I remember there was this question in a website..."when did you realize you're a mom?"...my ah ha! moment...my answer..?  It was when I willingly wake up every 2 or 3 hours to nurse and to change my newborn baby's diaper...It was when I got pooped, peed and puked on (the dreaded P's) but still laugh while cleaning myself...It was when I feel like crying when they took blood samples from her little feet...it was when I feel proud of every little achievement...and the list goes on...

To sum up, there's a quote I've seen a hundred times before but never really struck a cord until now:

You have never known what love really means until you became a mother - Anonymous

Thanks to my mommy, aunts and everyone who's been a mother to me. =)  I love you all!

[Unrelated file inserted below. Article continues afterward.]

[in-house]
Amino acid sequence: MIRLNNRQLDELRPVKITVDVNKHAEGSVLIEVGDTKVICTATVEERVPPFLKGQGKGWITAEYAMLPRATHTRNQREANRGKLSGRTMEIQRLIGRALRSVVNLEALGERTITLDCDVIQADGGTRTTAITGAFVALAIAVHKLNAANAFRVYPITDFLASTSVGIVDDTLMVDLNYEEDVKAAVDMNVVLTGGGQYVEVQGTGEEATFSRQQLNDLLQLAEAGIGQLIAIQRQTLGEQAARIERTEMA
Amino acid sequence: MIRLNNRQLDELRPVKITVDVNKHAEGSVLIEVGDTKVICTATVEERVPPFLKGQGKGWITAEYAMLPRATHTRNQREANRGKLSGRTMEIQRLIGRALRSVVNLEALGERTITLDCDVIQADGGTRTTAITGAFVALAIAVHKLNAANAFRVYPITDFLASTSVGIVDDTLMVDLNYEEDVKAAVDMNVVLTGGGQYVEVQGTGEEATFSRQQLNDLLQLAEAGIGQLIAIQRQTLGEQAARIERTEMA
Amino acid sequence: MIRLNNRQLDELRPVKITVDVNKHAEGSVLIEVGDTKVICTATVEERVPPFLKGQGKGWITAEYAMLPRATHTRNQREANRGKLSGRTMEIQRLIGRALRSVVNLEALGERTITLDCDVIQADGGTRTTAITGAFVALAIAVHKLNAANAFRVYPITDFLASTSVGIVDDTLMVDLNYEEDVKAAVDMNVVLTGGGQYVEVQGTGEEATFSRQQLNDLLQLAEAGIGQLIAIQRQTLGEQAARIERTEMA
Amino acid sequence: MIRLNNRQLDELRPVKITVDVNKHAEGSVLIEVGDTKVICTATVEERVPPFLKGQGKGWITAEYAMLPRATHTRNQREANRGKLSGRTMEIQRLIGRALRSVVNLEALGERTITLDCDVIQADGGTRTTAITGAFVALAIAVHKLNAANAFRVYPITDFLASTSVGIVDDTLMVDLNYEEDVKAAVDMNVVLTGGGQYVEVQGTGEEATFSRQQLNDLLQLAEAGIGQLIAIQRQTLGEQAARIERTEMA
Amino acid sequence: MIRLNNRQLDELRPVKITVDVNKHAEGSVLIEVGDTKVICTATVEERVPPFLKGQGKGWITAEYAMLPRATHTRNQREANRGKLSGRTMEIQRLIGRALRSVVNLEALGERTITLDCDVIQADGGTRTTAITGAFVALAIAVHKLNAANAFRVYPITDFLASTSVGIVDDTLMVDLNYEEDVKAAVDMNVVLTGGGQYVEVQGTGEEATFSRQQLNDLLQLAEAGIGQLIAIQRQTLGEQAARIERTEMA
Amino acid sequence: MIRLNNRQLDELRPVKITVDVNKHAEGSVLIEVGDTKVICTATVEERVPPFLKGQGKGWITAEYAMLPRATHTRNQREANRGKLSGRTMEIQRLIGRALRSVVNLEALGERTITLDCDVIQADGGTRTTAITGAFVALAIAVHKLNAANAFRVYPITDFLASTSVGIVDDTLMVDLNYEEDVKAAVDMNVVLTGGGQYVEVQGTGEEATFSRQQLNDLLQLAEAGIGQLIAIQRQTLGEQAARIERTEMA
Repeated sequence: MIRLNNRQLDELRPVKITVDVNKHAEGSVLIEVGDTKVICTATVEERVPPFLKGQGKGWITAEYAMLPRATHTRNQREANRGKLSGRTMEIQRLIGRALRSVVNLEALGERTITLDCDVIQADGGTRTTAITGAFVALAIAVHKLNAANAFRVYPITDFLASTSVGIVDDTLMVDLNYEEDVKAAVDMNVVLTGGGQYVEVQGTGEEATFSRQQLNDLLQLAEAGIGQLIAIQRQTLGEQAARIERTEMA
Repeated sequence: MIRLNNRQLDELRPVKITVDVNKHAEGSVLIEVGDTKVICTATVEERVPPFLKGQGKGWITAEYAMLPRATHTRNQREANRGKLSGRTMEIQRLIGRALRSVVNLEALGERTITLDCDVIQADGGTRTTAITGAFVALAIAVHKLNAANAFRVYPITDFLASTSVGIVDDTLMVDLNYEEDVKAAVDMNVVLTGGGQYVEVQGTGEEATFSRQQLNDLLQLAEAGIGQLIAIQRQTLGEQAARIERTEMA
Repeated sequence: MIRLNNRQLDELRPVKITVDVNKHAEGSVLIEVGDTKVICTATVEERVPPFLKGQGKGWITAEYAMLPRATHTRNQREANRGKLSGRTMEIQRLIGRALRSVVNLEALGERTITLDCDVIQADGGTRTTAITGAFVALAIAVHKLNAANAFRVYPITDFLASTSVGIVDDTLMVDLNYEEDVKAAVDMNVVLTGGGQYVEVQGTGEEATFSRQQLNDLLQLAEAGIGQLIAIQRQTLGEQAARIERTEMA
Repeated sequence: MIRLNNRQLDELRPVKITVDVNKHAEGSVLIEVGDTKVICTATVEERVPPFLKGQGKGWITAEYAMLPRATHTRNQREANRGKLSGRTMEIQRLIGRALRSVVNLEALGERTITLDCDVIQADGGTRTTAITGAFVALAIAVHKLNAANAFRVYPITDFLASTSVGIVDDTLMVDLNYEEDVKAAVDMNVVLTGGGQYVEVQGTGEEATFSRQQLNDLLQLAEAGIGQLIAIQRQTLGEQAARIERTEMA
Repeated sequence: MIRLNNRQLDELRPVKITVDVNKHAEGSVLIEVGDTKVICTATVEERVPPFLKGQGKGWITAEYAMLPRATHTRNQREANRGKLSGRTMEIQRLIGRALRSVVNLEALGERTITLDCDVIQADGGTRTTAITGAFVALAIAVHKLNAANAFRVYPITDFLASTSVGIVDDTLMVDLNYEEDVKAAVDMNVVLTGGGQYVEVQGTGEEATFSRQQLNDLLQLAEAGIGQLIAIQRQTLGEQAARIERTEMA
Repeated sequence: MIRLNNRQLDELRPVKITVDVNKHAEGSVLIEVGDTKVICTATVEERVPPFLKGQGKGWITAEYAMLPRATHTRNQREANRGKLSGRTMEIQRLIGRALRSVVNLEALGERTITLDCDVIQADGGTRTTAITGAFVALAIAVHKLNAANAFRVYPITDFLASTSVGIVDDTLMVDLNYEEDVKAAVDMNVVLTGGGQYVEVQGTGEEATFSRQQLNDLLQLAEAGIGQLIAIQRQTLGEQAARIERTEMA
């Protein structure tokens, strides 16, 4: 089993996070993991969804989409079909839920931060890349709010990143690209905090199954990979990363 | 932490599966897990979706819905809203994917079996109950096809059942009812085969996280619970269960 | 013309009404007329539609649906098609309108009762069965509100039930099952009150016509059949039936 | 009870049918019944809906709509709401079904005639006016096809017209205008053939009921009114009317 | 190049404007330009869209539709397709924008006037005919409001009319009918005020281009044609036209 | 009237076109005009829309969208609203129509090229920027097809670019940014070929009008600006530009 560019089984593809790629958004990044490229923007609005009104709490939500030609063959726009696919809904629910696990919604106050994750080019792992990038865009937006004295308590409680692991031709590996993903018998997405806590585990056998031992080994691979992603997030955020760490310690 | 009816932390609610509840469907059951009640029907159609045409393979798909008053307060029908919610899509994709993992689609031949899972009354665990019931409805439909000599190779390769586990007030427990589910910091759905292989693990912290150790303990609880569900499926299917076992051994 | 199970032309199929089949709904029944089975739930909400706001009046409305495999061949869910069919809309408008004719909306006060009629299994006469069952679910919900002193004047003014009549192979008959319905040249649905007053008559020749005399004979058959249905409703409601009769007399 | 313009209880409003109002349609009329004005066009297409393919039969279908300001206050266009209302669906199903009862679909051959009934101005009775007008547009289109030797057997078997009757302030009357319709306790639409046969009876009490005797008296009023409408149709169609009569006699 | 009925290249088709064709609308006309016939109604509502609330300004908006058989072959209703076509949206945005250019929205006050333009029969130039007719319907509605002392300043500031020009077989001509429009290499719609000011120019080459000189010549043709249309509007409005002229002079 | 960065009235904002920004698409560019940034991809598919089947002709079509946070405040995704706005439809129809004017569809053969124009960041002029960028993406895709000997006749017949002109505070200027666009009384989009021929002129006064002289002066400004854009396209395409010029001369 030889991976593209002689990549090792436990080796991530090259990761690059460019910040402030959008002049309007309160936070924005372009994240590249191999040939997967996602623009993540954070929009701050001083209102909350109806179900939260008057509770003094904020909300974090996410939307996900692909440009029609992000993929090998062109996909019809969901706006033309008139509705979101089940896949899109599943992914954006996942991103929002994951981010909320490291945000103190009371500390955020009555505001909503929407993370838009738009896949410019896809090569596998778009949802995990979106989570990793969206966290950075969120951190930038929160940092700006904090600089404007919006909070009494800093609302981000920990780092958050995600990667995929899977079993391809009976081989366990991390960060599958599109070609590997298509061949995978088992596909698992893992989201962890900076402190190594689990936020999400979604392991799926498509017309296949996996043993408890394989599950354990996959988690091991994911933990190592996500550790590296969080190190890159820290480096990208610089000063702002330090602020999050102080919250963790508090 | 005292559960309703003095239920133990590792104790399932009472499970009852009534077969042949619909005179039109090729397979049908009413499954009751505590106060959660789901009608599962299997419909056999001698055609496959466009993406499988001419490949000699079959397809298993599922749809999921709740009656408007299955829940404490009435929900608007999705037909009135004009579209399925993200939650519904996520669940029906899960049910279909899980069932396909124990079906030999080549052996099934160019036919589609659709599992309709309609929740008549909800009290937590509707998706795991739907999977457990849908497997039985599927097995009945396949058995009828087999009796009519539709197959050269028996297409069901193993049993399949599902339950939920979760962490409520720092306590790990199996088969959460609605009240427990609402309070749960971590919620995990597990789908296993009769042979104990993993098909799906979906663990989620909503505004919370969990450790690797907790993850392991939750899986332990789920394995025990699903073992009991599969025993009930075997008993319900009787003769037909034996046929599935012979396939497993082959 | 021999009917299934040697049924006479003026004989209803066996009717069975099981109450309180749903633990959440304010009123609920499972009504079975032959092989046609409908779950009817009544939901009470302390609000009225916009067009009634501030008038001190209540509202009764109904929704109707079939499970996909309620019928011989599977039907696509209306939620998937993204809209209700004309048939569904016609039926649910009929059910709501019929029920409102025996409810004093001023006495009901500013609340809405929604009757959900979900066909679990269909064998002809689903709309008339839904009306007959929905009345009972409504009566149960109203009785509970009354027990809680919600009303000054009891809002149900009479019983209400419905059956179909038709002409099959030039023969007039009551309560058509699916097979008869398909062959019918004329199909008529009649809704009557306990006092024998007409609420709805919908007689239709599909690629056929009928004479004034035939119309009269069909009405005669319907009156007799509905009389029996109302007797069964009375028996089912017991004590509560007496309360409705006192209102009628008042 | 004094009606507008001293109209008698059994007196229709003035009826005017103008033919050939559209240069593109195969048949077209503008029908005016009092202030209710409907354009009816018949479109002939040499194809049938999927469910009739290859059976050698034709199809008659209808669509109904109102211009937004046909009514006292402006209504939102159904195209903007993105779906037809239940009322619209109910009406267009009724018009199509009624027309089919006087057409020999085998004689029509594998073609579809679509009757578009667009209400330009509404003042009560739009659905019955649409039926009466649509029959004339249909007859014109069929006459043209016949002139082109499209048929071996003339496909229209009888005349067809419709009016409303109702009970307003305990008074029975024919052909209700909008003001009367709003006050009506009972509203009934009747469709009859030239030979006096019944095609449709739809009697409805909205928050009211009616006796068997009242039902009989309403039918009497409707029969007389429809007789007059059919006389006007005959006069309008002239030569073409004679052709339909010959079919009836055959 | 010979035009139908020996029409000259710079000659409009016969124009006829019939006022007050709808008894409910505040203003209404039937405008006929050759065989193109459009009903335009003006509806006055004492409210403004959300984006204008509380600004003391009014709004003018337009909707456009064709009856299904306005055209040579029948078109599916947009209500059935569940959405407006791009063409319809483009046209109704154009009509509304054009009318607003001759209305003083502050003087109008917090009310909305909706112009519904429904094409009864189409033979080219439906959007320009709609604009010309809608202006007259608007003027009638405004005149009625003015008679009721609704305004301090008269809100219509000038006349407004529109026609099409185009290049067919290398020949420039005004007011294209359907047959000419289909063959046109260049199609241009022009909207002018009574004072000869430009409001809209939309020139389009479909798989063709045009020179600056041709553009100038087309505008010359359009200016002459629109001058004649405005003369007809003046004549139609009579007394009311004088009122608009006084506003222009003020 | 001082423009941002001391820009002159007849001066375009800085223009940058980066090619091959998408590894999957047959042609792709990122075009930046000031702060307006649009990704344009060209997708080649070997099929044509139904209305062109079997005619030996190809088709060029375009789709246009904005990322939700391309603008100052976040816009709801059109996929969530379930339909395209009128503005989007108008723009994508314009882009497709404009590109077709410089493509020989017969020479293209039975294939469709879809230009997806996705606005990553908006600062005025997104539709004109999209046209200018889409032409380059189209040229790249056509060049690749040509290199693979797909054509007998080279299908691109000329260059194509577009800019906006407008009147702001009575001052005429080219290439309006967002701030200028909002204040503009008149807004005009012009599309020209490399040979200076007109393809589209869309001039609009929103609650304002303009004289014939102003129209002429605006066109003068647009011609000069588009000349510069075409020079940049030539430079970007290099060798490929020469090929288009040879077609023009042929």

continuation from Part 1...

We arrived at the hospital at exactly 7pm and went straight to the labor and delivery section.  The nurse asked me if I'm having any pains...which I answered yes...a little bit.  I feel really heavy!  Still no back pains...(why do I keep on waiting for the back pains?!?!)

They took me to one of the labor rooms and asked me to undress and put on a lab gown.  A nurse came in and asked me hundreds of questions...only thing I remembered was if I'll have epidural...which I answered “YES!” automatically.

After a couple more minutes, my ob-gyn showed up to check my progress.  He told me I’m already 8cm!!!  The dilation of the cervix before delivery should be 10cm...I'm only 2cm away!  Jude and I were shocked!  And I was even having second thoughts about going to the hospital!?!